Why do you get vulvar vestibulitis?
The pain is caused by overly sensitive nerve fibres reacting more strongly to external tensions. Some only experience pain connected to sexual intercourse and others can experience intense pain from light touches.
Vulvar vestibulitis is so far a relatively unknown diagnosis, both amongst women in general and within research. It has been recognised more over the past few years in connection to other women’s diseases such as endometriosis.
How do you recognise vulvar vestibulitis?
The most prominent symptom of vulvar vestibulitis is pain in the lower abdomen. The pain can be described as a burning sensation, caused even by a light touch. The pain can last for a few days in the worst cases after it has been triggered. Some redness around the opening of the vagina is also a common symptom. Due to the physical discomforts vulvar vestibulitis can bring it is not uncommon to experience anxiety and to be feeling down. Your confidence can be knocked, and it is common to blame one self for the vulval vestibulitis affecting your sexlife.
If you are have vulvar vestibulitis you will most likely experience several of the following symptoms:
- A burning, intense pain in the vaginal opening during sexual intercourse where the pain can be triggered even by a light touch
- In bad cases, the pain can last for several days
- You experience pain from inserting a tampon or a finger into the vagina
- You experience pain from activities such as horse riding, cycling or similar
- Redness around the area of the vaginal opening
Causes for vulvar vestibulitis
It is currently not entirely clear why some women are affected by vulvar vestibulitis but there are certain factors which we know can cause vaginal dryness and thereby also overly sensitive nerve fibres:
- Vaginal intercourse during lack of moisture
- Sexual abuse
- Vaginal infections
- Different types of birth control containing hormones (some birth control pills contain a corpus luteum hormone which can cause vaginal dryness)
Large number of unknown cases
The number of women diagnosed with vulvar vestibulitis has increased over the past few years and it is expected that the number of unknown cases is quite large. The reason behind the increase could be explained by more people seeking treatment or getting diagnosed. In Sweden, it is not known exactly how many women are suffering by vulvar vestibulitis due to the criteria for the diagnose differing between regions.
Between 2001-2016 the number of girls/women treated for vulvar vestibulitis in Sweden was close to 9000, according to a study carried out by Socialstyrelsen 2018. About 54 000 women were treated in total if including other relevant diagnoses such as vaginismus and pain during intercourse.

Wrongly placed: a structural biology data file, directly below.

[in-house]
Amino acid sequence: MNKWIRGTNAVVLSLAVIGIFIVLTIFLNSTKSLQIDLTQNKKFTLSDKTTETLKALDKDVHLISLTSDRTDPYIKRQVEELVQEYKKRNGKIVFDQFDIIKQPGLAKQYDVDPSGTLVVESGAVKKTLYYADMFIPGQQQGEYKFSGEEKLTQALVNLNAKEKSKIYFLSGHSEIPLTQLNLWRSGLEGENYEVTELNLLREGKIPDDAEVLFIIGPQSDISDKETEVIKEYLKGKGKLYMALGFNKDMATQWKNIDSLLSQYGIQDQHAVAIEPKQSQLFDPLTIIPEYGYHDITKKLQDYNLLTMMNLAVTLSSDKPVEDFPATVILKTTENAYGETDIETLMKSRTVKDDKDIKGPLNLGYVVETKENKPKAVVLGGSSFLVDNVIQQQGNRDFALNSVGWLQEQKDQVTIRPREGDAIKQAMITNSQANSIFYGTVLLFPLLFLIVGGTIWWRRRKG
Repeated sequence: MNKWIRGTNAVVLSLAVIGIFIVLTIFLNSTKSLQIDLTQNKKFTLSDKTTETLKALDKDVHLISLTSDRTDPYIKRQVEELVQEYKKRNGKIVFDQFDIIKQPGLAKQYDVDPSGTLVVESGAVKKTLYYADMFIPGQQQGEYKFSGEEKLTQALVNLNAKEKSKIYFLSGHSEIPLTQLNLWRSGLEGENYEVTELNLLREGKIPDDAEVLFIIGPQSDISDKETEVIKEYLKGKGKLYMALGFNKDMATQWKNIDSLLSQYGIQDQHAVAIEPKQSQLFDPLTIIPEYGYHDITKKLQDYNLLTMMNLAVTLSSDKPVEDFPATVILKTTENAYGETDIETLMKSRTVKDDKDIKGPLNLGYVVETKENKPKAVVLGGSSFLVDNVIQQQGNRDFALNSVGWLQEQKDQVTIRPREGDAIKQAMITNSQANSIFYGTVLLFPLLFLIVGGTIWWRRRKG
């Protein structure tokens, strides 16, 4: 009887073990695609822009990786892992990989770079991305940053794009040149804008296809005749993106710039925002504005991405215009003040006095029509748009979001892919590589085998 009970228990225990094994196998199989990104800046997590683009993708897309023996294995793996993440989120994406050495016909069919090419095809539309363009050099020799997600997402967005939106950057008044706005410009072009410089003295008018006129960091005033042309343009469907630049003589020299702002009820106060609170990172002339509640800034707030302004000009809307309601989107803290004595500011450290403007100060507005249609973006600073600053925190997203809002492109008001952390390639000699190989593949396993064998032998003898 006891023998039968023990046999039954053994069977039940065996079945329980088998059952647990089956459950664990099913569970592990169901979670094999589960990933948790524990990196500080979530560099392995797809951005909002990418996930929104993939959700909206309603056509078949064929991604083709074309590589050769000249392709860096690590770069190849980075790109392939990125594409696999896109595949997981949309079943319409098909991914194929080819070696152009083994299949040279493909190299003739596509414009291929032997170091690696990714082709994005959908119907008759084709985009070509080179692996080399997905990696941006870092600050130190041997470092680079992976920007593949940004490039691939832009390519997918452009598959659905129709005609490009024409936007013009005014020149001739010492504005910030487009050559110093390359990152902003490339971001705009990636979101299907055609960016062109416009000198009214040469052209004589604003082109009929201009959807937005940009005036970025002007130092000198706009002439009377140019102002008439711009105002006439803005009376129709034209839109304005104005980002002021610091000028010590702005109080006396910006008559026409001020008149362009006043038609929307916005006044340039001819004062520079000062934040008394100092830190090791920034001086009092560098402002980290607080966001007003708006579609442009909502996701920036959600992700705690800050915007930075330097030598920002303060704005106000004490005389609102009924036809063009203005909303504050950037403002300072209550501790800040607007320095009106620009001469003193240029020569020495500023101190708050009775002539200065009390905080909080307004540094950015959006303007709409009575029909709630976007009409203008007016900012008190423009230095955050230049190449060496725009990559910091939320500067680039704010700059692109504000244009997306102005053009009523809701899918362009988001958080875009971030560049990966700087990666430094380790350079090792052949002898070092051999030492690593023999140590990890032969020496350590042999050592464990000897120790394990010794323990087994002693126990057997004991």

Seek treatment if you suspect you might have vulvar vestibulitis
You should always visit a doctor if you experience vaginal pain. To be able to diagnose vulvar vestibulitis it is needed to go through a gynaecological examination and to explain symptoms, what triggers the pain and how it is perceived. The sooner you get treatment the bigger the chance is to be able to go back to normal.
There are currently no medicine curing vulvar vestibulitis but the pain can be relieved by combining different treatments. We have gathered a few tips below on what you can do yourself to relieve discomfort:
- Avoid washing your intimate area with soap
- Add extra moisture
- Use sanitary towels instead of tampons
- Avoid penetrative sex when experiencing pain
- Use lubrication during sexual intercourse
- Avoid stressful situations when possible as this could increase pain and cause tension in the muscles
- Try squeezing exercises
- Try variations of relaxation exercises, yoga and mindfulness can according to studies have a positive impact
What happens during an examination
The doctor will examine the area around the vaginal opening during an examination of vulvar vestibulitis, to see if there is any redness. They will also try to find out where the pain comes from by gently pushing on different parts of the membrane with a cotton swab. Let the doctor know if it is hurting and ask them to stop the examination. The doctor will collect some secretion from the vagina which will be examined in a microscope. They usually also test for yeast infection and bacteria as well.